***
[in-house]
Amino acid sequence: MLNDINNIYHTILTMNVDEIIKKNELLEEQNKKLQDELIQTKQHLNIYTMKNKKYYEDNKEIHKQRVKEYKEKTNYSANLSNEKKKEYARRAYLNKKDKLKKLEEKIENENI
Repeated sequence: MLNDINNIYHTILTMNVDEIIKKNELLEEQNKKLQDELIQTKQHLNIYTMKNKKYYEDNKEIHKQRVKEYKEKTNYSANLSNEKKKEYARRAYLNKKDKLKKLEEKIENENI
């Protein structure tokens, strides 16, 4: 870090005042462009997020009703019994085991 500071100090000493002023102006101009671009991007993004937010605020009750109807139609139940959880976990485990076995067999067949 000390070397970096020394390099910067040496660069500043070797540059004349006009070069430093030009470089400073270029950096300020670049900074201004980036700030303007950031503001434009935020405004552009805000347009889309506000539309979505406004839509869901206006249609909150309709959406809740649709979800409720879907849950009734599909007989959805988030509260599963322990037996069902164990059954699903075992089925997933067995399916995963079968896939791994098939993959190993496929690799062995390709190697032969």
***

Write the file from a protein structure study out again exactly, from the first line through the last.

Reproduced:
[in-house]
Amino acid sequence: MLNDINNIYHTILTMNVDEIIKKNELLEEQNKKLQDELIQTKQHLNIYTMKNKKYYEDNKEIHKQRVKEYKEKTNYSANLSNEKKKEYARRAYLNKKDKLKKLEEKIENENI
Repeated sequence: MLNDINNIYHTILTMNVDEIIKKNELLEEQNKKLQDELIQTKQHLNIYTMKNKKYYEDNKEIHKQRVKEYKEKTNYSANLSNEKKKEYARRAYLNKKDKLKKLEEKIENENI
């Protein structure tokens, strides 16, 4: 870090005042462009997020009703019994085991 500071100090000493002023102006101009671009991007993004937010605020009750109807139609139940959880976990485990076995067999067949 000390070397970096020394390099910067040496660069500043070797540059004349006009070069430093030009470089400073270029950096300020670049900074201004980036700030303007950031503001434009935020405004552009805000347009889309506000539309979505406004839509869901206006249609909150309709959406809740649709979800409720879907849950009734599909007989959805988030509260599963322990037996069902164990059954699903075992089925997933067995399916995963079968896939791994098939993959190993496929690799062995390709190697032969």